Introduction to Blog

I launched the website and the Blog after having spoken to government officials, political analysts and security experts specializing in South Asian affairs from three continents. The feedback was uniformly consistent. The bottom line is that when Kashmiris are suffering and the world has its own set of priorities, we need to find ways to help each other. We must be realistic, go beyond polemics and demagoguery, and propose innovative ideas that will bring peace, justice and prosperity in all of Jammu and Kashmir.

The author had two reasons to create this blog. First, it was to address the question that was being asked repeatedly, especially, by journalists and other observers in the U.S., U.K., and Canada, inquiring whether the Kashmiri society was concerned about social, cultural and environmental challenges in the valley given that only political upheaval and violence were reported or highlighted by media.

Second, the author has covered the entire spectrum of societal issues and challenges facing Kashmiri people over an 8-year period with the exception of politics given that politics gets all the exposure at the expense of REAL CHALLENGES that will likely result in irreversible degradation in the quality of life and the standard of living for future generations of Kashmiris to come.

The author stopped adding additional material to the Blog once it was felt that most, if not all, concerns, challenges and issues facing the Kashmiri society are cataloged in the Blog. There are over 1900 entries in the Blog and most commentaries include short biographical sketches of authors to bring readers close to the essence of Kashmir. Unfortunately, the 8-year assessment also indicates that neither Kashmiri civil society, nor intellectuals or political leadership have any inclination or enthusiasm in pursuing issues that do not coincide with their vested political agendas. What it means for the future of Kashmiri children and their children is unfathomable. But the evidence is all laid out.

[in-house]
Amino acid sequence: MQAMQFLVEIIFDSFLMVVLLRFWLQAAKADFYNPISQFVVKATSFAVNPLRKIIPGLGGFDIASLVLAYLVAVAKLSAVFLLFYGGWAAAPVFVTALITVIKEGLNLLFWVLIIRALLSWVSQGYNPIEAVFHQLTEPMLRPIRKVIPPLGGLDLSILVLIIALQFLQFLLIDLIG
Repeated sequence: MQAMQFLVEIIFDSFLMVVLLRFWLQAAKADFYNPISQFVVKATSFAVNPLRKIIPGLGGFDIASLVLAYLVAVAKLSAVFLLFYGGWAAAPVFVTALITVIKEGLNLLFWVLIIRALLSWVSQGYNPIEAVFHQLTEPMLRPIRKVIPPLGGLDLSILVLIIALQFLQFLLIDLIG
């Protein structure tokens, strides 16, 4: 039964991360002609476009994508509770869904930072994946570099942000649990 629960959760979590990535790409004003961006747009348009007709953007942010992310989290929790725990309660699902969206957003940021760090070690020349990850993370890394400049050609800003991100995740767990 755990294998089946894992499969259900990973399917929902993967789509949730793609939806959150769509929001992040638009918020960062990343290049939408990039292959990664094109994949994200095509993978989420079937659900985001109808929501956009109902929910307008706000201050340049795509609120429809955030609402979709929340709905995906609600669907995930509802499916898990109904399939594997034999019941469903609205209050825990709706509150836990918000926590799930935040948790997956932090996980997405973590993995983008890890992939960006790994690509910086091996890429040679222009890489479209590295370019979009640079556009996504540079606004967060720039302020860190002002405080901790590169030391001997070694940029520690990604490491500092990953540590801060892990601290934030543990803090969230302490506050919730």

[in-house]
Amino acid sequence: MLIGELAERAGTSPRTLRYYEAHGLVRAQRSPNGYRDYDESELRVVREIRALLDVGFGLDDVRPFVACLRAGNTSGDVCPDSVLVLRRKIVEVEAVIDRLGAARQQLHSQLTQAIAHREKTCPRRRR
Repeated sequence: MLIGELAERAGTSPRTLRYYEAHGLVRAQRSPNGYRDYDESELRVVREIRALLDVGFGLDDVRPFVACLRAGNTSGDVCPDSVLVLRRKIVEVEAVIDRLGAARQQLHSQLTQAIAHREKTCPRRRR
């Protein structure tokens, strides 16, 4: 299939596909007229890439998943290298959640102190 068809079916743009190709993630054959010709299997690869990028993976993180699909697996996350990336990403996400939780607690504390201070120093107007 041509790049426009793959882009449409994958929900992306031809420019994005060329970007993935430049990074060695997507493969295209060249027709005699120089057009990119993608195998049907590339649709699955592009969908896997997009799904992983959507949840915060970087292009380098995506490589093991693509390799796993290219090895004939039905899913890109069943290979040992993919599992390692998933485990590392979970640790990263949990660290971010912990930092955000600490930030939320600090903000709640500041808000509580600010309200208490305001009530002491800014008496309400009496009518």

This Blog is a reality check on Kashmir. It is a historical record of how Kashmir lost its way.

Vijay Sazawal, Ph.D.

Monday, April 20, 2009

First 100 Days of the Omar Abdullah Administration

Fayaz conducts a prognosis of the new State administration

Evaluating performance

Fayaz Malik (Rising Kashmir)

As Omar Abdullah government in Jammu and Kashmir completes 100 days in office, it is customary for both print and electronic media to present before its readers and viewers a progress report on governance, which essentially tracks a State government’s record across a range of key parameters like infrastructure development, health, employment, investment, education and economic growth.

Peace is a prerequisite for development. The atmosphere of violence and uncertainty are the greatest enemies of both. The new Chief Minister is fully aware of this. His insistence on the need for dialogue between India and Pakistan and New Delhi and Srinagar is a clear indication that he is seriously committed to the lasting solution of Kashmir issue and wants peace in the region to flourish. He has made no bones about the efficacy of the withdrawal of Armed Forces Special Powers Act and zero tolerance to human rights violations to invest in peace and development in the State. What makes his statements significant is that he is making these while in power.